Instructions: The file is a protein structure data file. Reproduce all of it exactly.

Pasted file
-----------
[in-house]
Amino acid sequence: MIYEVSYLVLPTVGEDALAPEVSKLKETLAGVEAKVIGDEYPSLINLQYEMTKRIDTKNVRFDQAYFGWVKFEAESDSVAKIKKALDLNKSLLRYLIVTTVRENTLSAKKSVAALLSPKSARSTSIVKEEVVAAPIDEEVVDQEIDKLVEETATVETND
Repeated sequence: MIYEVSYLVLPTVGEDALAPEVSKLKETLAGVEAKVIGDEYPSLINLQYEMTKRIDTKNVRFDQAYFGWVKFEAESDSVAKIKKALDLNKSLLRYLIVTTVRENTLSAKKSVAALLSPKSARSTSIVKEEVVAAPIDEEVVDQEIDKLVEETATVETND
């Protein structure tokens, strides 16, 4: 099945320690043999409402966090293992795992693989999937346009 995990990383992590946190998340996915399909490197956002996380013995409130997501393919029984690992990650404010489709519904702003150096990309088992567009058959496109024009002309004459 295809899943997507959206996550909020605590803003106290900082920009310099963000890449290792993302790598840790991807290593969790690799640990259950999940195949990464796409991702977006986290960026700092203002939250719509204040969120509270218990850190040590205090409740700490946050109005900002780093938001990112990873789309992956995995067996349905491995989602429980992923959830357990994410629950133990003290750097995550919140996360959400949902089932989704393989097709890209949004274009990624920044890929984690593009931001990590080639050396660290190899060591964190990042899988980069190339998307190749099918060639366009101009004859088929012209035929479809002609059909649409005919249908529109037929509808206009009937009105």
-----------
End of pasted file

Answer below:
[in-house]
Amino acid sequence: MIYEVSYLVLPTVGEDALAPEVSKLKETLAGVEAKVIGDEYPSLINLQYEMTKRIDTKNVRFDQAYFGWVKFEAESDSVAKIKKALDLNKSLLRYLIVTTVRENTLSAKKSVAALLSPKSARSTSIVKEEVVAAPIDEEVVDQEIDKLVEETATVETND
Repeated sequence: MIYEVSYLVLPTVGEDALAPEVSKLKETLAGVEAKVIGDEYPSLINLQYEMTKRIDTKNVRFDQAYFGWVKFEAESDSVAKIKKALDLNKSLLRYLIVTTVRENTLSAKKSVAALLSPKSARSTSIVKEEVVAAPIDEEVVDQEIDKLVEETATVETND
């Protein structure tokens, strides 16, 4: 099945320690043999409402966090293992795992693989999937346009 995990990383992590946190998340996915399909490197956002996380013995409130997501393919029984690992990650404010489709519904702003150096990309088992567009058959496109024009002309004459 295809899943997507959206996550909020605590803003106290900082920009310099963000890449290792993302790598840790991807290593969790690799640990259950999940195949990464796409991702977006986290960026700092203002939250719509204040969120509270218990850190040590205090409740700490946050109005900002780093938001990112990873789309992956995995067996349905491995989602429980992923959830357990994410629950133990003290750097995550919140996360959400949902089932989704393989097709890209949004274009990624920044890929984690593009931001990590080639050396660290190899060591964190990042899988980069190339998307190749099918060639366009101009004859088929012209035929479809002609059909649409005919249908529109037929509808206009009937009105």